Yeah, so I had a couple of ideas about other things I could be writing. Obviously there’s the second Montgomery novel that I’m itching to get stuck into as I’ve had the full plot planned out for AGES… I’ve even been writing a little bit now and again. There’s also a short story I want to write, about an accountant whose fear of the dark is the only excitement he has in his life. Not only that, but I had an idea about another children’s series of books starring ‘Joe Solo’, who lives in a parallel universe in a post-apocalyptic Earth where he is trying to survive in a world where hardly anyone else is alive. Of course it’s a comedy series!
While it’s a bonus for a writer to have a few ideas kicking around, these things have become a distraction. Or more accurately A Distraction.
They aren’t a distraction all the time, though. When I was building a shelter down the side of my house, these ideas were not distracting me. When I was out for a pub lunch and a walk through the countryside with my wife, these ideas were not distracting me. When I was helping a friend to butcher one of his pigs in his garage, these ideas were not distracting me. In fact, they only tend to distract me when I’m supposed to be writing this novel!
And if I’m writing these other things, I’m not writing the novel.
So what’s the answer? You won’t be surprised to learn that, as with the other blocks to writing, the answer is to keep writing the novel. And nor will you be surprised to hear that it’s not really that simple. After all, if I’m writing those other things, I will at least be writing – it’s not writers block in the absolute sense of the word. And if I’m writing, then I am still, by definition, a writer. I’ll still be pushing out words. I’ll still be satisfying that burning desire to create. I’ll still be filling the void that opens up inside me each day – the void that can only be filled with pages of freshly typed text.
But what I won’t be doing is getting my novel finished. I’ll end up as one of those writers whose life is strewn with the corpses of a thousand half-written works, never finished, never polished, never published, never released into the wild.
And so I am forced to ask myself that most important of questions:
WHY DO I WRITE?
I guess there are potentially as many answers to this question as there are writers, though there are probably a few popular answers such as, ‘I write to make money’, ‘I write because I want to be famous’, ‘I write because I’ve always written’ and ‘I write because I’m rubbish at everything else’. There’s a massive list of responses from authors to this questions here, in case you’re interested. Thankfully this is a question I already know the answer to. Actually there are three answers… or maybe it’s an answer with three parts.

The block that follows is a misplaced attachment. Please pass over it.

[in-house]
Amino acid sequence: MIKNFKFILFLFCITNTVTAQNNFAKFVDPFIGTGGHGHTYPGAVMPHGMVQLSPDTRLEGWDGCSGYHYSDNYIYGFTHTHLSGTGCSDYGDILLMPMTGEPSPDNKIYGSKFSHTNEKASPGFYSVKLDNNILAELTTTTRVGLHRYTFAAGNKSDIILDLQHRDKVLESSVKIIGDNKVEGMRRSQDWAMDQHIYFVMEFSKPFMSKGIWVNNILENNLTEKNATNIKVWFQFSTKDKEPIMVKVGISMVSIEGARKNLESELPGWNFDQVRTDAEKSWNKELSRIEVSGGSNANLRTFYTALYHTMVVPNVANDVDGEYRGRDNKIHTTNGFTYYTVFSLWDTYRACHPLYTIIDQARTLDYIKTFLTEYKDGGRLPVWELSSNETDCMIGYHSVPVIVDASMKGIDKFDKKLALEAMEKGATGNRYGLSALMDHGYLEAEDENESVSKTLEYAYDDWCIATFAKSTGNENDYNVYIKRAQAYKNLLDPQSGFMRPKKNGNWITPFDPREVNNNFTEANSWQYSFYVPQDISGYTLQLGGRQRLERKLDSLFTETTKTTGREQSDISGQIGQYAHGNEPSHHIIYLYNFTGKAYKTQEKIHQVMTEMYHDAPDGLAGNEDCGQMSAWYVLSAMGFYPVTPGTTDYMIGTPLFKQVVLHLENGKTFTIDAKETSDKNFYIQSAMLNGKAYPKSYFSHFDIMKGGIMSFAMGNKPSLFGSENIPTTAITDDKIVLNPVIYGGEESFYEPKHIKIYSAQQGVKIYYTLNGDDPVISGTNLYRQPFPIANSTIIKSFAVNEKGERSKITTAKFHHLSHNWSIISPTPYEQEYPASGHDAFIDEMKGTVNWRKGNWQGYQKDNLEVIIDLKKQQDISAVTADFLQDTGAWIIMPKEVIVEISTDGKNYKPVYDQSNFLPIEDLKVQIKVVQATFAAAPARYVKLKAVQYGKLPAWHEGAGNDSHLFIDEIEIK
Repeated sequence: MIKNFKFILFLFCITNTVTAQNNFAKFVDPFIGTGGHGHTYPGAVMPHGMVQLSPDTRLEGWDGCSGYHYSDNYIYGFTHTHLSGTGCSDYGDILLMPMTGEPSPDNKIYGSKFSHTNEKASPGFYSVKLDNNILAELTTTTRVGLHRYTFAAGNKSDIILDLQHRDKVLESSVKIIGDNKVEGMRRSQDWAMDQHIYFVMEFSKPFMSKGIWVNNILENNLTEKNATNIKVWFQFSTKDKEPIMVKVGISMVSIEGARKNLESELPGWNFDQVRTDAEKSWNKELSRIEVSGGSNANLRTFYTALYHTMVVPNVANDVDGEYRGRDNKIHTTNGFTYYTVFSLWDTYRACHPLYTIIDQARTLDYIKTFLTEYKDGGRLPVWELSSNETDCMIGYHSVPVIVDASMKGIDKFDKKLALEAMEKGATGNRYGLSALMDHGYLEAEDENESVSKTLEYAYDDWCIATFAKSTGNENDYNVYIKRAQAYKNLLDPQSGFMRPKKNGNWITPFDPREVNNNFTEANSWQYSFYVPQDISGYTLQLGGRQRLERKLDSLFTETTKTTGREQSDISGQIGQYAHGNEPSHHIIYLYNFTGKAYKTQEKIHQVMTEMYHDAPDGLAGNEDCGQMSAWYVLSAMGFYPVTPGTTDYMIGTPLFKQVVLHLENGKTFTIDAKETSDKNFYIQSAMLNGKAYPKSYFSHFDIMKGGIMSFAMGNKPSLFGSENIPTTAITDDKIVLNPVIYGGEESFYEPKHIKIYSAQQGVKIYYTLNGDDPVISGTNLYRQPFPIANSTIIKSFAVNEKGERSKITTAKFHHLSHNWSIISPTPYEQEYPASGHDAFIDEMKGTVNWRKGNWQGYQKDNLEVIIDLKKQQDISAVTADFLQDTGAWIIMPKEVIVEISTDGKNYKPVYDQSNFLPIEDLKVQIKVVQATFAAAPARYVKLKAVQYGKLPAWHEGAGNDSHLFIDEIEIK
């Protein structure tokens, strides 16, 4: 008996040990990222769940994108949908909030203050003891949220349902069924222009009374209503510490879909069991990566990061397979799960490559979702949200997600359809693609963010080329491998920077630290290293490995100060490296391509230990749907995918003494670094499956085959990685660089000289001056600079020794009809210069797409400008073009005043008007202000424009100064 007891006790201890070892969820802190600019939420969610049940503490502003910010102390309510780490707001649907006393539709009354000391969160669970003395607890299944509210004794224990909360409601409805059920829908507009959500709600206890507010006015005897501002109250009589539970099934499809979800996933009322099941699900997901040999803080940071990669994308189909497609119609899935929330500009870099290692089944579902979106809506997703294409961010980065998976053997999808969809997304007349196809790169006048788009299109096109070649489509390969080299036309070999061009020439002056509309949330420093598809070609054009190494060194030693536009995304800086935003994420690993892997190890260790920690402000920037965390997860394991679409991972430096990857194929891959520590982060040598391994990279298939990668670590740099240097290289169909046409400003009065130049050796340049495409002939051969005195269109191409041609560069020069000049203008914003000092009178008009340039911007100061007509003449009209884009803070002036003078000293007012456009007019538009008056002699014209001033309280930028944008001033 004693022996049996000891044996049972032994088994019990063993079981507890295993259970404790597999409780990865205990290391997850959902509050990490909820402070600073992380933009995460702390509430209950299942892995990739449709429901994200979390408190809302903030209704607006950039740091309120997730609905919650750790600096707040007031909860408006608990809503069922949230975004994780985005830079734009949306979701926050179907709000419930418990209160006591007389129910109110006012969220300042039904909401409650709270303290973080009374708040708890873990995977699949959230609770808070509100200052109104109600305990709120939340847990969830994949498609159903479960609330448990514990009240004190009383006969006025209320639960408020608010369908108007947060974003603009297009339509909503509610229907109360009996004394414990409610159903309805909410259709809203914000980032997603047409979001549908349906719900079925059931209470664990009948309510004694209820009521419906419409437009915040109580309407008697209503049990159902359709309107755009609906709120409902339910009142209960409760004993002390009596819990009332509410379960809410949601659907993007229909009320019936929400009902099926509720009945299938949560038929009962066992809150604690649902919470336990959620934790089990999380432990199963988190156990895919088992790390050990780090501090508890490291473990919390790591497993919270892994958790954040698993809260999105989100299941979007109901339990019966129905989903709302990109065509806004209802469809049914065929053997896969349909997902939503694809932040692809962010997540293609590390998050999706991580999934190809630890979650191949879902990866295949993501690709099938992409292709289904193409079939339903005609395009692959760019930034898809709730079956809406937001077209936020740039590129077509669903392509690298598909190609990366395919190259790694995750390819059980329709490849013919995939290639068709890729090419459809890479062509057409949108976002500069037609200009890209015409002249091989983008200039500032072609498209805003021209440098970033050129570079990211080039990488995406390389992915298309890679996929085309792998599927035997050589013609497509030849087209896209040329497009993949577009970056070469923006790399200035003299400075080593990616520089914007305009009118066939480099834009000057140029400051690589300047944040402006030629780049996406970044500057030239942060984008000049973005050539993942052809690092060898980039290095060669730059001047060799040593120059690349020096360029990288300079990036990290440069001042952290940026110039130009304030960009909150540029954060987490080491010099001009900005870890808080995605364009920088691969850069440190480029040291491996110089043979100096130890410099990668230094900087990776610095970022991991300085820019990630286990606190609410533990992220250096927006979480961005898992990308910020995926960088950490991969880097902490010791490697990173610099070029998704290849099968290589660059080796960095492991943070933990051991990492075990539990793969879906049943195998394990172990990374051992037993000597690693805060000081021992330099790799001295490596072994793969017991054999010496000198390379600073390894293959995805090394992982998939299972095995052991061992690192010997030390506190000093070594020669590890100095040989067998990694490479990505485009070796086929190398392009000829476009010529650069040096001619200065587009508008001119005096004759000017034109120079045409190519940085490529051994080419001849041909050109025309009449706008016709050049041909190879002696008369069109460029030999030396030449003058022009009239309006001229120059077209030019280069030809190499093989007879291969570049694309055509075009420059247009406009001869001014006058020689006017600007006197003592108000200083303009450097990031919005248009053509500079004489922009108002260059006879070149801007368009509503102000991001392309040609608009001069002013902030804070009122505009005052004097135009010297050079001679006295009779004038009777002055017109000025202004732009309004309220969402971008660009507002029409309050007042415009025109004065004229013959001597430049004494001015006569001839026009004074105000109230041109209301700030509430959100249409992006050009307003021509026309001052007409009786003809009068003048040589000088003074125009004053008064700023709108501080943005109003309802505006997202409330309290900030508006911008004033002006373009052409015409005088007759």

- I write, because I need to create.
- I write, because I love the escape it provides.
- I write, because I want to entertain and give others a means of escape.
The first two parts are focussed on me: my need to create and love of escape. When I say I need to create, this has always been true for me, even before I got into writing. I’ve always loved making things, whether out of sticks and other ‘found’ items as a child, composing music during my teens and twenties, or crafting sermons in more recent years. It goes hand in hand with my need to be ‘doing’ and ‘learning’, which is how I got into microholding and a hundred other things (e.g. golf, boats, cars, Hebrew, eating chillies, martial arts, indoor climbing, DIY, cycling, playing the trumpet and cooking. Can’t think of anything else specifically, so maybe ‘a hundred’ was a slight exaggeration). Creating is the most satisfying of this trio, with ‘doing’ second and ‘learning’ a close third, and if I fail to do any of these for some reason, I go mad. Actually mad. Like needing medication mad. Hence ‘need’.
I would like to make it clear that my life is not dreadful. This is not why I love the escape writing provides. It’s more that this escape helps me to settle, helps my brain to stop its incessant whirring, while at the same time it opens up a whole different world to experience. Reading and films also provides these things, but the difference is that writing energises me, while reading and films lull me. I can’t sleep unless I read, but I can’t sleep if I’m writing.
Anyway, enough about me. The third item in this list is the real key when facing the ‘I want to write something else’ problem. You see, I could create and escape without writing. I could create at my piano or satisfy that desire by learning something new (like fishing!). I could escape by going back through all eight seasons of 24 or reading my way through the entire set of Pratchett’s Discworld novels. But I couldn’t entertain and give others a means of escape by doing so. Only writing fulfils this third desire.
And if I never finish anything, I’ll never fulfil that desire.
Which would effectively render my purpose in writing obsolete. Now, I’m not going to fool myself into thinking that hundreds of people are going to read my books. But that’s not the point. If I complete this novel, even if only a handful of people read it, it will be fulfilling that desire. And so I MUST finish it.
So, even though it’s hard work to pursue writing No Time To Stand And Stare when I have other things I want to write, I have to ignore that ‘want’ if I am to fulfil my real ‘need’.
All that to say… gotta keep on writing! Currently working on chapter 9. Chapter 8, ‘Long Odds’, can be found here: Draft Chapter 8